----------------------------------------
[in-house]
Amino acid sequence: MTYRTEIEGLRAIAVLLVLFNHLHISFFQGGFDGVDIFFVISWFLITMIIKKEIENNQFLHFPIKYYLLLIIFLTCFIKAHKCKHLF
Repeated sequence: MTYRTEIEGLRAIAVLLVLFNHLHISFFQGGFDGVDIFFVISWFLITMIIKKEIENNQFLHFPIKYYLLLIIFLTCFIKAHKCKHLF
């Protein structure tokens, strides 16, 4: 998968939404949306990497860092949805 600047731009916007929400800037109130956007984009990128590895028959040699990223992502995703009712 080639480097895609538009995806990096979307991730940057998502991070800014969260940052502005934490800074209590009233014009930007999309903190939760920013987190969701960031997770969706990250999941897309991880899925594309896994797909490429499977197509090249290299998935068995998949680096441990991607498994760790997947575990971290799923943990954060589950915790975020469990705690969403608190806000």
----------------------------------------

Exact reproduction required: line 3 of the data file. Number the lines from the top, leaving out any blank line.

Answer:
Repeated sequence: MTYRTEIEGLRAIAVLLVLFNHLHISFFQGGFDGVDIFFVISWFLITMIIKKEIENNQFLHFPIKYYLLLIIFLTCFIKAHKCKHLF